Turkish inflation reached almost 80 per cent as analysts warned that the country risks getting trapped in a spiral of rising prices and wages.
Consumer prices rose 78.6 per cent year on year in June as President Recep Tayyip Erdoğan’s unconventional monetary policy and the war in Ukraine’s disruption to food and energy imports took a heavy toll. It was the biggest annual increase since 1998, though the rate was slightly below analysts’ consensus forecast of 80 per cent.
Erdoğan, who rejects the widely accepted view among economists that raising interest rates curbs inflation, has ordered the central bank to keep its benchmark borrowing rate far below the level of inflation.
As a result, the lira has lost 48 per cent of its value against the dollar during the past 12 months. The plunge in the currency has been a major driver of price rises in a country that is reliant on imports, especially energy. The effects have been compounded by a surge in the price of energy and other commodities in the wake of Russian president Vladimir Putin’s invasion of Ukraine.
Monday’s latest inflation data, up from 73.5 per cent in May, come after Turkish authorities last week announced a 30 per cent increase in the minimum wage — just six months after raising the basic rate of pay by 50 per cent.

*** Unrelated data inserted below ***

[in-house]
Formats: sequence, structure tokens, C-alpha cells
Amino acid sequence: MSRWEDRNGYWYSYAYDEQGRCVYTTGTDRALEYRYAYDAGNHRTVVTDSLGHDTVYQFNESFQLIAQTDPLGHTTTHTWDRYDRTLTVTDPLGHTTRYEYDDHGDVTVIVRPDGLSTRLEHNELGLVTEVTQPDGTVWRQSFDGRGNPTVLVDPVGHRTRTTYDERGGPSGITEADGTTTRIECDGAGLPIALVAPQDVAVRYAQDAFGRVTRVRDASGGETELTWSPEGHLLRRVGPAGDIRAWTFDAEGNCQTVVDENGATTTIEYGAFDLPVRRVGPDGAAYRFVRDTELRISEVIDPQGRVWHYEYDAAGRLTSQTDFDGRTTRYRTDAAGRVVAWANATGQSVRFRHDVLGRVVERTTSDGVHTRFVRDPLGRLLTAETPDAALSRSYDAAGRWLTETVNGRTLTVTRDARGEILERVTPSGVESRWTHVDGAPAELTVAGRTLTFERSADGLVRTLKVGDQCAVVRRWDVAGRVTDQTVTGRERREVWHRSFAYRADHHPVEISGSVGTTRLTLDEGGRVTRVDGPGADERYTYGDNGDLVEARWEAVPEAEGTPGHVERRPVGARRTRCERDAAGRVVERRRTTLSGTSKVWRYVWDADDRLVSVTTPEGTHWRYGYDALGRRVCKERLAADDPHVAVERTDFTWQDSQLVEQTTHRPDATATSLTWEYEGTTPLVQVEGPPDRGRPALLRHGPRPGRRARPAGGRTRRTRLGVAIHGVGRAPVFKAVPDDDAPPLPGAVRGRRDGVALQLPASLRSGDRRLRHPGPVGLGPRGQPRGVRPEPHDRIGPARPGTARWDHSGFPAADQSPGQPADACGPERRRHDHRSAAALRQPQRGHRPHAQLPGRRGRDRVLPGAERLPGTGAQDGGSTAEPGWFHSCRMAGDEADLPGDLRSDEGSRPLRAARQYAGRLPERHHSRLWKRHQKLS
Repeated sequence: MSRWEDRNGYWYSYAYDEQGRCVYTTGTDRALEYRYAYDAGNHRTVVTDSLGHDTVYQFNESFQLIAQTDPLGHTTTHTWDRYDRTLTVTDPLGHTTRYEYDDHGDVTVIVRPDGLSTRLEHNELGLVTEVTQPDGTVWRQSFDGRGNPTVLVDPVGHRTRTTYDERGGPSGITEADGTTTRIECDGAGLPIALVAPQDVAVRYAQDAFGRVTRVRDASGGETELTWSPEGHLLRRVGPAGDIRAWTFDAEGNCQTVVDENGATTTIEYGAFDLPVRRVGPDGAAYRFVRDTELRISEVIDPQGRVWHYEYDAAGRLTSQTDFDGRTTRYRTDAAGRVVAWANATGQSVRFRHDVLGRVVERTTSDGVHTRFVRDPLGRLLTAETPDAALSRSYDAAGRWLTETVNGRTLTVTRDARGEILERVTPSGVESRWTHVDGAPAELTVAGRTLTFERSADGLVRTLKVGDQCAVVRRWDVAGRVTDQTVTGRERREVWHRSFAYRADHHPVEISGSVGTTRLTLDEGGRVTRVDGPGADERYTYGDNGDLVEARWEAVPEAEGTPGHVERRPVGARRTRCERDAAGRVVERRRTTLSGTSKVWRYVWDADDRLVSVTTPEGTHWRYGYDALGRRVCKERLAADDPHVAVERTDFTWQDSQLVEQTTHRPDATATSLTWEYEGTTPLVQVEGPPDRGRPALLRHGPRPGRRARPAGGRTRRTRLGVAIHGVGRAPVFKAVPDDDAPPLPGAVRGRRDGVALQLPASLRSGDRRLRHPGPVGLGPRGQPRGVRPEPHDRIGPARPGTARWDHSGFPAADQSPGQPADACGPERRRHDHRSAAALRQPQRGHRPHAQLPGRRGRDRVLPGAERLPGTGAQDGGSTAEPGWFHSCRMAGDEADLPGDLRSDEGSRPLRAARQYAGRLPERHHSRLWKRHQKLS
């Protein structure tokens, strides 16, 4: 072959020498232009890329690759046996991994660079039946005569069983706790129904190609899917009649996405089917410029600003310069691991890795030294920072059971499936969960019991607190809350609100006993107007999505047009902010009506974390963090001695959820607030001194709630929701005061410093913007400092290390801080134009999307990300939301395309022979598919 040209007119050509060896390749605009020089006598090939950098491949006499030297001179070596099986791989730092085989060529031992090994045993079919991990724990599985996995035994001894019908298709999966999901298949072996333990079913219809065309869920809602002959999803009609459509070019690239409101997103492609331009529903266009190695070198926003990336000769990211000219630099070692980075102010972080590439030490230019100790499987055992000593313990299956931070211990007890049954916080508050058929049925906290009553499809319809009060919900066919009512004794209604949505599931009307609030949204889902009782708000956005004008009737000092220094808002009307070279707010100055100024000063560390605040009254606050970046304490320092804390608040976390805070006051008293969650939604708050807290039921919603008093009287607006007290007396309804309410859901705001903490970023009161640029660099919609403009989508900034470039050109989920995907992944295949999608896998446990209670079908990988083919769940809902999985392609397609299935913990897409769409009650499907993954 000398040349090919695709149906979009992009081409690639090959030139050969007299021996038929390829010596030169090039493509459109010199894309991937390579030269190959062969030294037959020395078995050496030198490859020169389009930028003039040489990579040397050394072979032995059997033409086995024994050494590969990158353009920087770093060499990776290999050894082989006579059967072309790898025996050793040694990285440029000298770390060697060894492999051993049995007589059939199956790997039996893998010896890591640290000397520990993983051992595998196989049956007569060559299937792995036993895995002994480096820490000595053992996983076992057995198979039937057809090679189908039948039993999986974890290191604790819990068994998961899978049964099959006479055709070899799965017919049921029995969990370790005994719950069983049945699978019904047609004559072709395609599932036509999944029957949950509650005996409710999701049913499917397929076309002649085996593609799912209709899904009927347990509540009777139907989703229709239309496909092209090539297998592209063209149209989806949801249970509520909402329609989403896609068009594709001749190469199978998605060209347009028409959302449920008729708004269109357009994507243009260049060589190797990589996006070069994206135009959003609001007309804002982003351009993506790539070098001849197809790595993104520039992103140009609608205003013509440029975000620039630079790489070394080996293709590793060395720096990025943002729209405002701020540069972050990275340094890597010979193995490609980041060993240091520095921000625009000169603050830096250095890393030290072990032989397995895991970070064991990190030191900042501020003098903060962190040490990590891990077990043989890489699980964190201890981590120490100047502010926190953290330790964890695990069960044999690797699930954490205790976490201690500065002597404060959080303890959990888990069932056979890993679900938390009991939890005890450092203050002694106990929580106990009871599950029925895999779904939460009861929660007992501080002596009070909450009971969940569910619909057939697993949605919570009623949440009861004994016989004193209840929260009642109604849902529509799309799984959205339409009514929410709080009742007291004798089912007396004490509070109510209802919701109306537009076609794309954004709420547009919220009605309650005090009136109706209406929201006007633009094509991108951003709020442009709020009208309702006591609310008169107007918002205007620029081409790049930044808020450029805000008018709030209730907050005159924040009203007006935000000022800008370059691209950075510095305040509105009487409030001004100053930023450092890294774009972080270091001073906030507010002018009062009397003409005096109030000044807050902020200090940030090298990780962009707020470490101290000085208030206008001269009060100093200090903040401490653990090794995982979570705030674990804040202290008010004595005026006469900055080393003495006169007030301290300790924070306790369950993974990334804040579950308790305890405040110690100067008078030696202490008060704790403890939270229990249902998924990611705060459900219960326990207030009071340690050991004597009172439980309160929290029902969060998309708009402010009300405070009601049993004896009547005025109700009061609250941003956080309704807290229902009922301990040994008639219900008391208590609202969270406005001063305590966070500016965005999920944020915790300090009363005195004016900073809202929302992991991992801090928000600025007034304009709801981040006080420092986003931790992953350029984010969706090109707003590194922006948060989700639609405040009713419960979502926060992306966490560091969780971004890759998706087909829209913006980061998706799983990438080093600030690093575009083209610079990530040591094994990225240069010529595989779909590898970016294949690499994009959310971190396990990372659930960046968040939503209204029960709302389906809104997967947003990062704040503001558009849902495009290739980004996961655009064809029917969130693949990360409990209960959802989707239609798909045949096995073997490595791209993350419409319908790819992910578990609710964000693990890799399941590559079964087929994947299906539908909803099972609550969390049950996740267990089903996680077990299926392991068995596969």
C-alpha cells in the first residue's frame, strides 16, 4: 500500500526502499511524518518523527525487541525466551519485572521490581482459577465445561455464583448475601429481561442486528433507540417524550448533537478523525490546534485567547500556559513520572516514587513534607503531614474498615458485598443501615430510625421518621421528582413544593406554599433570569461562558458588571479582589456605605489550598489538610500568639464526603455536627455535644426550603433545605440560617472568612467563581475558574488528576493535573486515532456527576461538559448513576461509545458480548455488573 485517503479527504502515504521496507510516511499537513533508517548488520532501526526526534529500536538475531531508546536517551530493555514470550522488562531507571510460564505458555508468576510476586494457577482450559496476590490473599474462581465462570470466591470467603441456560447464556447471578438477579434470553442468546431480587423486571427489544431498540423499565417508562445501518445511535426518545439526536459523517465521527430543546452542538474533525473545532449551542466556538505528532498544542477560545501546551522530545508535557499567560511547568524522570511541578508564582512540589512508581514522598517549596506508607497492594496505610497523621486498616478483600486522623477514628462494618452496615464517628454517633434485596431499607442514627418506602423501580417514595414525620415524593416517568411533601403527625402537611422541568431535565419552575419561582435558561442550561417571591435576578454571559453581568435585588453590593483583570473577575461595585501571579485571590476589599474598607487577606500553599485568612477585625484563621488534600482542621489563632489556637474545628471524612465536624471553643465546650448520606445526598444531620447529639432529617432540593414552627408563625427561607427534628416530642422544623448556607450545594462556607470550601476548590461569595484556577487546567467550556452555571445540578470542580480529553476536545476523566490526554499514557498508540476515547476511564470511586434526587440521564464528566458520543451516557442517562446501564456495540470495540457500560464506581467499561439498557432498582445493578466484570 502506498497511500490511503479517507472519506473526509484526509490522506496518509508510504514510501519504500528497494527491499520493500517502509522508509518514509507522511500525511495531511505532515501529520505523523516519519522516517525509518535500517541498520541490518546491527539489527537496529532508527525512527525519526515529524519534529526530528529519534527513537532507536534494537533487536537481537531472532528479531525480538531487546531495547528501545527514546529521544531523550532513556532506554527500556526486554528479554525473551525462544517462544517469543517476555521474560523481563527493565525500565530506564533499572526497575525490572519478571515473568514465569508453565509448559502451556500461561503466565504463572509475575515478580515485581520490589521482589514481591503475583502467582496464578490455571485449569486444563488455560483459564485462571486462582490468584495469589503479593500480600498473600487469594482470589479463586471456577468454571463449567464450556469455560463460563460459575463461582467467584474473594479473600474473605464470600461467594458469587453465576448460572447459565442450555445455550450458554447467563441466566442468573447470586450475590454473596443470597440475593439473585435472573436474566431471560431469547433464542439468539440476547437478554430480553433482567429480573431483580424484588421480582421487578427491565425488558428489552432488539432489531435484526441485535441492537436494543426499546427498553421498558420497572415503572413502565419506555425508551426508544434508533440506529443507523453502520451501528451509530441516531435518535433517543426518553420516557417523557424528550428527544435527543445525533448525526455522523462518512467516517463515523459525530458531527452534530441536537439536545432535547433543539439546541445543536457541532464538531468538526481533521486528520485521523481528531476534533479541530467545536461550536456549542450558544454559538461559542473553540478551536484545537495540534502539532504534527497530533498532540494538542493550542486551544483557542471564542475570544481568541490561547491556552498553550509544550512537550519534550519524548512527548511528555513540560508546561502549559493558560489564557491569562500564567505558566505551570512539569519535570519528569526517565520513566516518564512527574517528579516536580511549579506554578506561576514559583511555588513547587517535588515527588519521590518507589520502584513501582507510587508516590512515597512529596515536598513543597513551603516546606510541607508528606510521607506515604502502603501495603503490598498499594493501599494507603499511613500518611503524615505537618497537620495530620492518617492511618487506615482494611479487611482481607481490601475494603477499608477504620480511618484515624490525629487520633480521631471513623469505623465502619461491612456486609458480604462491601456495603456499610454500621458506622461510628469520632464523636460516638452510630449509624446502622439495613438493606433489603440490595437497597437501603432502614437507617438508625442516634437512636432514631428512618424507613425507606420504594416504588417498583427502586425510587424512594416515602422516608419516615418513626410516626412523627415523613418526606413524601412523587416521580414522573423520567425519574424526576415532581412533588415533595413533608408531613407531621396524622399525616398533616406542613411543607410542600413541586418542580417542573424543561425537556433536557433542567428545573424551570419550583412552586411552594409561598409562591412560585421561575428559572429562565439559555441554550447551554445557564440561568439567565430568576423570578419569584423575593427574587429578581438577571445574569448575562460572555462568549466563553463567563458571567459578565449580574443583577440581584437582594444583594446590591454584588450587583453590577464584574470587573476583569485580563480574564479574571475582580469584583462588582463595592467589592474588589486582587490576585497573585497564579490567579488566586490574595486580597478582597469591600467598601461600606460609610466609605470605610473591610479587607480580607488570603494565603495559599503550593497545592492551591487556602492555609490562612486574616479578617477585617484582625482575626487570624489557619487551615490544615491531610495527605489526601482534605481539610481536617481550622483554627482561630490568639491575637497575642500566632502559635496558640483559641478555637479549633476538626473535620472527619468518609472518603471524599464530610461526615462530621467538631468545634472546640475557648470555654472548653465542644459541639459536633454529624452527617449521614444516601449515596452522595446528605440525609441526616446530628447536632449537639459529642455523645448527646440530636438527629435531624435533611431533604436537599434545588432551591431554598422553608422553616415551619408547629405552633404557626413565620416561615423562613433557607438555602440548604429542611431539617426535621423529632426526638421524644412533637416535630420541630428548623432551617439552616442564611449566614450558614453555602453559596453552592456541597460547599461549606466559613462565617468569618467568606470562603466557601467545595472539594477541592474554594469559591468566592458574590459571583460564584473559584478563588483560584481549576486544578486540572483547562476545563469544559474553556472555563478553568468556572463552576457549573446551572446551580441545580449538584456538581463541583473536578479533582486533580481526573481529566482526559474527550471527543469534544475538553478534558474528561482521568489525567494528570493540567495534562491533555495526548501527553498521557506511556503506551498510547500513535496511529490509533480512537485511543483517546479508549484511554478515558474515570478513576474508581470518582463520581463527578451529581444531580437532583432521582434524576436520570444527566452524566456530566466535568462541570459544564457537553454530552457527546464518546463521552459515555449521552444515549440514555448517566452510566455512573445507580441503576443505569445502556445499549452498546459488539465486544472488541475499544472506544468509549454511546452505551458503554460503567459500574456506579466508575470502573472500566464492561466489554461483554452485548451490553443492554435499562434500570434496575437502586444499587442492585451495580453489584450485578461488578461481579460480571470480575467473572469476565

Opposition parties and trade unions, which accuse the government of manipulating the inflation figures, said the increase was sorely needed to stave off poverty for millions of households that are struggling with soaring food prices.
Erdoğan, whose ruling party has seen its support fall to historic lows partly due to the economic turmoil, also backed the rise while insisting that inflation would reach “reasonable levels” at the start of next year.
But economists have warned that the rise in the minimum rate of pay, which affects an estimated 40 per cent of the official workforce and has a knock-on effect on other sectors, would itself contribute to continued high inflation in the months ahead.
Goldman Sachs recently lifted its year-end inflation forecast from 65 per cent to 75 per cent, warning that the latest rise in the minimum wage risked leading to “a price-wage spiral”. That increase, combined with other factors including the likelihood of further depreciation of the Turkish lira, meant that “underlying inflation pressures in Turkey remain highly elevated,” it said.
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